On most Sundays, I will spend part of the day cooking up a big pot of yummy savory, (somewhat healthy) food for the week. As I mentioned in my last post, I am a teacher and a coach, which involves long hours during the week. When I get home I have no energy to prepare a meal and eating out gets expensive, not to mention usually not the healthiest option. Thankfully, I really enjoy cooking!
My joy of cooking stems from my grandma, we call her Nanny. It is my understanding that Nanny was the first to hold me when I was born, because I think my mom was knocked out at the time haha. She is not one of those drop in grandmas you see on the holidays and talk to now and then. She has remained close to me my entire life. Even now, while she lives in Costa Rica and I am in DC we chat it up on Skype and Facebook. That’s right, my 79 year old Nanny has Facebook and she is my friend. She is more tech savvy than some of my colleagues at work (sad but true). Nanny is the BEST grandma anyone could ask for, and when I think about how much I love her my eyes begin to water (I can be emotional, “but I am Latin so I feel whatever I want”…Gloria from Modern Family says it best), and the kicker is she is in no way blood related to ANY OF US.
Here is the story of Shirley Denning, my Nanny and how family transcends blood lines.
It was the 70’s when love was in the air, bell bottoms where the flair, and good times were had
by all. Costa Rica embraced this bogey time in history just like everyone else. Chepita was a 20 something year old finding her way as the oldest sibling still under her mother’s household. She was also the primary bread-winner, working at “MasXMenos” a chain grocery store in Costa Rica. However, it was not all work and no play for Chepita. She found herself hopelessly in love with a much older man we will call Ramon. First love is always strong, but many times can end in the same explosive manner it began. Chepita knowing the situation was dire and unwilling to pick up the pieces of her broken heart…she fleed to the Unites States.
Chepita sought refuge with her aunt, Tia Olivia. As a good little latina house guest she woke up early, did her chores, got a job, and went to Catholic church. Tia Olivia ran a tight ship, and there was little time for back talk or shenanigans. Chepita got a job at a factory sewing swim suits. Her boss was Shirley Denning. Shirley was tall (at least to Chepita because Chepita was not even 5 feet), slender, and elegant. Her voice was kind and sweet, and her mere presence could capture a room. Shirley was in her early 40’s and had already lived a robust life. In her 20’s, she had been a bikini model, now she helped make them. Shirley liked to drive fast, smoke cigarets, go fishing, and eat seafood. She had been married and divorced (I think twice, maybe three times). She attempted to have children of her own, but that was not in God’s plan.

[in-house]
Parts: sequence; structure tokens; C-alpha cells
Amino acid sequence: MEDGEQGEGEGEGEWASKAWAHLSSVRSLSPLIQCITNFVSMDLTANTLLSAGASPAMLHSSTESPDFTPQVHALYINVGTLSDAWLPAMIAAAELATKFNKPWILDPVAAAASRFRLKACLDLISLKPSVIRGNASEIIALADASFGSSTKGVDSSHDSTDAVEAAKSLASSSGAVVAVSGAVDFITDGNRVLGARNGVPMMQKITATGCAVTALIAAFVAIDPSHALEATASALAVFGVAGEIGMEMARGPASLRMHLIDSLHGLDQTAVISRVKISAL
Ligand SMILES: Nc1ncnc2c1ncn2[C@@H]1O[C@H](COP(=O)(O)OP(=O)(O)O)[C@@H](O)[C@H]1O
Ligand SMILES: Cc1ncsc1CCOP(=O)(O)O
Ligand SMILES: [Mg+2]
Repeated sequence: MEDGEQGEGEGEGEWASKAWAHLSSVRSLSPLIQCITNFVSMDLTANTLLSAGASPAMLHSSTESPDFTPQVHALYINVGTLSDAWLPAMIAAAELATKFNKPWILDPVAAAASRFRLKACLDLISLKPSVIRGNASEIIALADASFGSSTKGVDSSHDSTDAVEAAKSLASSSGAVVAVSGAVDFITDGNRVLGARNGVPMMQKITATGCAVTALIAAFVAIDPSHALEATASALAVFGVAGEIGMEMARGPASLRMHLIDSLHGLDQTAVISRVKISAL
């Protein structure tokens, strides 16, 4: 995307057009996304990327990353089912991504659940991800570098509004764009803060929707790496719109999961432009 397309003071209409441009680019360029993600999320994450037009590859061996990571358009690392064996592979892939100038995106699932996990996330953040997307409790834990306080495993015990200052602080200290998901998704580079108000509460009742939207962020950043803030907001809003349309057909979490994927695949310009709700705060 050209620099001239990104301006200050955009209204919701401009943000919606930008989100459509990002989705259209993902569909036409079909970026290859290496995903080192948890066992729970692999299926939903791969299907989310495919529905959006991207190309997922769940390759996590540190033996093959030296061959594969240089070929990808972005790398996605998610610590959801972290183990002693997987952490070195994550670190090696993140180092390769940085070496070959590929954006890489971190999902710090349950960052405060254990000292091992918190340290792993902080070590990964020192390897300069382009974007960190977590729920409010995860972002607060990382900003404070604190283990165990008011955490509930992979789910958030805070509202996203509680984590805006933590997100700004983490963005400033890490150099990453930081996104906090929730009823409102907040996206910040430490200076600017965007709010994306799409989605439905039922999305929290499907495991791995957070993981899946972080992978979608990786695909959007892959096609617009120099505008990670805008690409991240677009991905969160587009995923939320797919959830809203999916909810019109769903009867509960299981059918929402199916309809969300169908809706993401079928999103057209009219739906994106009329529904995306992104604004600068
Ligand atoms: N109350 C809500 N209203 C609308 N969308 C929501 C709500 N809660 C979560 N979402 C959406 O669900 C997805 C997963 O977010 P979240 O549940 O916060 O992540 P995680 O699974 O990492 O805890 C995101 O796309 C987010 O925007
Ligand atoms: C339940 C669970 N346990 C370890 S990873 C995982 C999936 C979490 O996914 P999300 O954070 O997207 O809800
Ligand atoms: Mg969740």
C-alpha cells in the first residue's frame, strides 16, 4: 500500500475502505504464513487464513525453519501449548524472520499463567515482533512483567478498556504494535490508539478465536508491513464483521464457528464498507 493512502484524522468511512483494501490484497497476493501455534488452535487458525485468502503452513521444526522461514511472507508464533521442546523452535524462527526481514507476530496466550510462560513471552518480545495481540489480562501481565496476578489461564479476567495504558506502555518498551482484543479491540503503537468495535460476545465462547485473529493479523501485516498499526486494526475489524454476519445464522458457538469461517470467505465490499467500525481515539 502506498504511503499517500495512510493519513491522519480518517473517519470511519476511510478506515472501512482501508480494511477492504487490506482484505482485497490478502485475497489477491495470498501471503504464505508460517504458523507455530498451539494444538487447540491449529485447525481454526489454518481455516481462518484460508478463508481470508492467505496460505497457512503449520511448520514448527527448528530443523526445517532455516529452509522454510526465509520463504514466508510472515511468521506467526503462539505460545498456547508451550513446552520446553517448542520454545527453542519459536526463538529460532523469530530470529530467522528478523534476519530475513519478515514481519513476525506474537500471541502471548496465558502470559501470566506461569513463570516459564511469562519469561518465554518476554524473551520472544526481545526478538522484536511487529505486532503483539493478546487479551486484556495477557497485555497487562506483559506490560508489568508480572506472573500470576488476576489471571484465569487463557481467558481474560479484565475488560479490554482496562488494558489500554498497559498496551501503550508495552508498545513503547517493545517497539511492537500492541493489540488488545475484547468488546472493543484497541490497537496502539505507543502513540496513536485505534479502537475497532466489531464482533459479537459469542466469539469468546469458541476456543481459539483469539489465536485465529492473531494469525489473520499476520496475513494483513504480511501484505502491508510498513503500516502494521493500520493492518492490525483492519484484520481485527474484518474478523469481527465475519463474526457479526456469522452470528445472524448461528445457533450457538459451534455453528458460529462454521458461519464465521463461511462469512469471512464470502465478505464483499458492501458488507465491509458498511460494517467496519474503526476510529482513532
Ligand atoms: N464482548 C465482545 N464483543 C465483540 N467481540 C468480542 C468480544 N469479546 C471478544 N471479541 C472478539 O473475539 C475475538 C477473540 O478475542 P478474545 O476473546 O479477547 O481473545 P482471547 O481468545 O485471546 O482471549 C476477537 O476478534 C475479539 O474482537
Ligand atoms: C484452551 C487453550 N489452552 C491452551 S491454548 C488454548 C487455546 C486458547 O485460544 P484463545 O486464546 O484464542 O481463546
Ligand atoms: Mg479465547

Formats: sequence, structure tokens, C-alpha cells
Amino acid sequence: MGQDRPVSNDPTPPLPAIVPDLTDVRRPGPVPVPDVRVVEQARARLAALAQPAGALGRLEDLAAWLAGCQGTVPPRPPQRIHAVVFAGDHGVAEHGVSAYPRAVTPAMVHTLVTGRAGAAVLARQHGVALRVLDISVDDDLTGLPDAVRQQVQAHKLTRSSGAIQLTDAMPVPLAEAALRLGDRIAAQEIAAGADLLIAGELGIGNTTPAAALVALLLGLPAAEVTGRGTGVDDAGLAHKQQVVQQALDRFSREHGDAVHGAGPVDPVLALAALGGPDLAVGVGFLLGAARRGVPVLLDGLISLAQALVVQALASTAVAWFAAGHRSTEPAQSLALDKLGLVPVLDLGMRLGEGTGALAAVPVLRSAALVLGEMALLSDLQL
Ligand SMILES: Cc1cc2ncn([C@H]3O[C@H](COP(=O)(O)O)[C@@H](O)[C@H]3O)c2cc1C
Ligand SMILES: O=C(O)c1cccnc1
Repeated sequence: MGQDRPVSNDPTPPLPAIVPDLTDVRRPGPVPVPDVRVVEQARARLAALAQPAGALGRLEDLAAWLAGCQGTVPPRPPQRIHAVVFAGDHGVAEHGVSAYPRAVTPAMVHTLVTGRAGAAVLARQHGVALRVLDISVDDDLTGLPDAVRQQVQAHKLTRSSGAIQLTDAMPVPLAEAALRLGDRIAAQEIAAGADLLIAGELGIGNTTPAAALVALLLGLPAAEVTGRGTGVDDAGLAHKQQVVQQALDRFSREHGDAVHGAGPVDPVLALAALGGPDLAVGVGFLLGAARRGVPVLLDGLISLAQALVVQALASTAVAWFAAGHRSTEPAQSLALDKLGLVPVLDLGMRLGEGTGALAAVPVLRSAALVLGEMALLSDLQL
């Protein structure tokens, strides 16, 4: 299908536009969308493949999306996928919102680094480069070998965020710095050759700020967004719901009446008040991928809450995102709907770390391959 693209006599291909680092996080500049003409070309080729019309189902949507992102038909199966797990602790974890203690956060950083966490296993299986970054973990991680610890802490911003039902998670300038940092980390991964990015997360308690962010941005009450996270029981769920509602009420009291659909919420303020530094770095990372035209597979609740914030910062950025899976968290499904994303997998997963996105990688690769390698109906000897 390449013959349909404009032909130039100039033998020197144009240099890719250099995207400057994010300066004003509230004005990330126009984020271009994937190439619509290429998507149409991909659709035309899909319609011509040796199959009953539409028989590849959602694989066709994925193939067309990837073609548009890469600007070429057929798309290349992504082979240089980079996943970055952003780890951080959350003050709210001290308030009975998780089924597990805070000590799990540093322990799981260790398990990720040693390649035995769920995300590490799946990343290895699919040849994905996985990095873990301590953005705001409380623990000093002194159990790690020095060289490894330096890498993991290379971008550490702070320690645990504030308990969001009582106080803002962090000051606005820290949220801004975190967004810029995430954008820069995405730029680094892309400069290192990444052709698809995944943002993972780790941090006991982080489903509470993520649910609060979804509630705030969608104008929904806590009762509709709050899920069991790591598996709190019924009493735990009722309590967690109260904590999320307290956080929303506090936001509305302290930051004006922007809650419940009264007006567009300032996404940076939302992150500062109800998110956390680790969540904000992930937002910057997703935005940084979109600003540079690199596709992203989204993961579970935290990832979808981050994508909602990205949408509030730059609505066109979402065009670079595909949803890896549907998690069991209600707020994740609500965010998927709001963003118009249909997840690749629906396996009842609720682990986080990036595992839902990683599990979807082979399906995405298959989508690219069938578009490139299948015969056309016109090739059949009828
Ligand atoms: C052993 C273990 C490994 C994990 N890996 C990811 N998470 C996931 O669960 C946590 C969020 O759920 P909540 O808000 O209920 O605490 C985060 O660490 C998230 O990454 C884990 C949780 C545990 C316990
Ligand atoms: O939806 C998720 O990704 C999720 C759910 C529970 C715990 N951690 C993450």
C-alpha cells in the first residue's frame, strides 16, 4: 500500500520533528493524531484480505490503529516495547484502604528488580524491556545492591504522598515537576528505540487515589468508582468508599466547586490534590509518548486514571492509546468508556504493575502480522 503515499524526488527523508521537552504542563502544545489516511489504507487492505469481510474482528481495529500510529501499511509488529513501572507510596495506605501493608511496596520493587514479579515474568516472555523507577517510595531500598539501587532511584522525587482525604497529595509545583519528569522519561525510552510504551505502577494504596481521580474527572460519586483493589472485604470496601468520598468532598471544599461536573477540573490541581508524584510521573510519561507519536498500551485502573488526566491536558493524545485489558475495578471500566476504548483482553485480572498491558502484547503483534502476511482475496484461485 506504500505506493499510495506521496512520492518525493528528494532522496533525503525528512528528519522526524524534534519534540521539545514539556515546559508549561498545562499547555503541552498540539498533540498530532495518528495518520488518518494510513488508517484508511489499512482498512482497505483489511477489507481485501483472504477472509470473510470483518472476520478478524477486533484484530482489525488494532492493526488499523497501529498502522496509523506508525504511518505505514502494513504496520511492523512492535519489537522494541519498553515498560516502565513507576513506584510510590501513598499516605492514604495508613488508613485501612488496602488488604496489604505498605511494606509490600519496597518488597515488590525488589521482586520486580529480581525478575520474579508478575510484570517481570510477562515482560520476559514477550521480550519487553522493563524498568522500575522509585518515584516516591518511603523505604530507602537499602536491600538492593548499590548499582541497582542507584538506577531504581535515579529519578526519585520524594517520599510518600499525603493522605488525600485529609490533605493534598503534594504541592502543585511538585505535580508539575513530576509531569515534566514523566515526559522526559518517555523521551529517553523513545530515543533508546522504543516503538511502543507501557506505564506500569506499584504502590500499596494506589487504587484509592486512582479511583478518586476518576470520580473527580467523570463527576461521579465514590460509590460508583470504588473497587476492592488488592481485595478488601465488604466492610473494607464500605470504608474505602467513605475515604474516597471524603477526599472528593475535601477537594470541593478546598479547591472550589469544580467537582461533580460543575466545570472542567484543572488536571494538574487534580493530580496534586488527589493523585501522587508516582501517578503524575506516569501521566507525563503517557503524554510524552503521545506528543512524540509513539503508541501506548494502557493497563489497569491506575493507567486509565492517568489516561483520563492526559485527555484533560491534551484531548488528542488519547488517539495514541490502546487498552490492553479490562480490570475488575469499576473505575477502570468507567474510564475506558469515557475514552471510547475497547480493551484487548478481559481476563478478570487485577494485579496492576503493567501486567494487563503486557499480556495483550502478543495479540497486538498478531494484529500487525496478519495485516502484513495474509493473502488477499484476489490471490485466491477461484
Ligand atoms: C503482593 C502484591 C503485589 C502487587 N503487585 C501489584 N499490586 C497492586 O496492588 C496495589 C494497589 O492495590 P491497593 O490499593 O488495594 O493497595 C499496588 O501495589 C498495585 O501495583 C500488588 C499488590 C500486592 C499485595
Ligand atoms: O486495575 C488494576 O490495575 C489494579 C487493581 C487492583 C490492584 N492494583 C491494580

Chepita spoke very little English and Shirley, zero Spanish. Shirley began teaching her English, while mentoring her in the ways of the industry, and shielding her from the no good influence of the Puerto Rican factory workers. One Sunday morning, Chepita was in no mood to get up early to go to church. That was not really an option under the house of Tia Olivia and since the two had a short fuse and the tempers of hurricane Katrina, an explosion erupted. Chepita was given an ultimatum. Either she got her lazy ass to church and followed Tia Olivia’s rules or she would need to find another place to live. And with that, Chepita was out….packed her bags and was out the door.
Chepita had one person to turn to. Shirley opened up her home to Chepita and allowed her stay until she got on her feet. Months turned into years, and years a life time. Chepita became the daughter that Shirley never had.
A few years later, Chepita found herself with child. By this time Chepita was 26, and although this was not planned she felt like she was ready for motherhood. Shirley encouraged her to do what she felt was right. She would support her not matter what. Alcides was born 9 months later. In that instance Shirley became a grandmother! Alcides would grow up calling her Nanny, the same name Shirley called her grandmother. The beginning of a new family was born.
Families come in all kinds of shapes and sizes, and as long as there is love the bond will be true and strong. Nanny has played a huge role on who I am today, and helped give shape to TICOS PACE. She taught me the value of traditions, the same traditions I hope to one day teach my kids. Every Thanksgiving morning we would turn on the parade and I would assist her with cooking the big meal. Around Christmas time, it was cookie time and
together we baked tubs and tubs of different cookies. When we all moved to Costa Rica, Nanny made tamales, arroz con pollo, and gallo pinto as if she had lived there her whole life. Nanny is now an avid reader and computer user. She is sharp as a nail and to this day, the primary Chef of the household. I owe my joy of cooking and so much more to her.
Love you Nanny
My next post will be on the meal I make for this week. I usually stick to simple healthy latino dishes that involves some chicken, rice, beans and veggies. However, this time I am going to change it up and make a Bolognese sauce, inspired by one of my inspirations, Renee Koerner (hi Renee) and use her sister’s recipe to do it. So stay tuned…
Alcides “Tico” Cummins